The Evolution of ISIS : From Al-Qaeda Affiliate to the Caliphate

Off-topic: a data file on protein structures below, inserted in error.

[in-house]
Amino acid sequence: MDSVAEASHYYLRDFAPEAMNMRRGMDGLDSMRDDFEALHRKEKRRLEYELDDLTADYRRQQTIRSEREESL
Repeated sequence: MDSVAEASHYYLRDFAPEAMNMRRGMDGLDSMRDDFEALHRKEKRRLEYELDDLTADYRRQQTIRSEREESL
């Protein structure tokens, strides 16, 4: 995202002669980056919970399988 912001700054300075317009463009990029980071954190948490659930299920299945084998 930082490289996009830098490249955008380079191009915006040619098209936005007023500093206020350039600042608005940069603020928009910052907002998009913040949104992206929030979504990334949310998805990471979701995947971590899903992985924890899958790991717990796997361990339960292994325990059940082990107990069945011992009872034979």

The Islamic State of Iraq and Syria’s (ISIS) recent decision to create and declare an Islamic caliphate is fraught with uncertainty. A brilliant move? Or a major blunder? Evolving from an offshoot of Al-Qaeda to an entity heavily embroiled in the Syrian Civil War, ISIS succeeded in building a so-called Islamic mini-state, vis-a-vis fighting the Syrian government and other jihadist groups. From its origins in its splinter from Al-Qaeda to its leader, Abu Bakr al-Baghdadi’s decision to re-immerse the organization into the Iraqi turmoil by taking advantage of Sunni disgruntlement with the Shia-dominated government of Nuri al-Maliki; the conflict in Syria and Iraq has implications for the rest of the world. Why? Simply because there is a large number of foreign fighters; many of whom come from Southeast Asia. What dangers would these foreign fighters from Southeast Asia pose to the region should they return?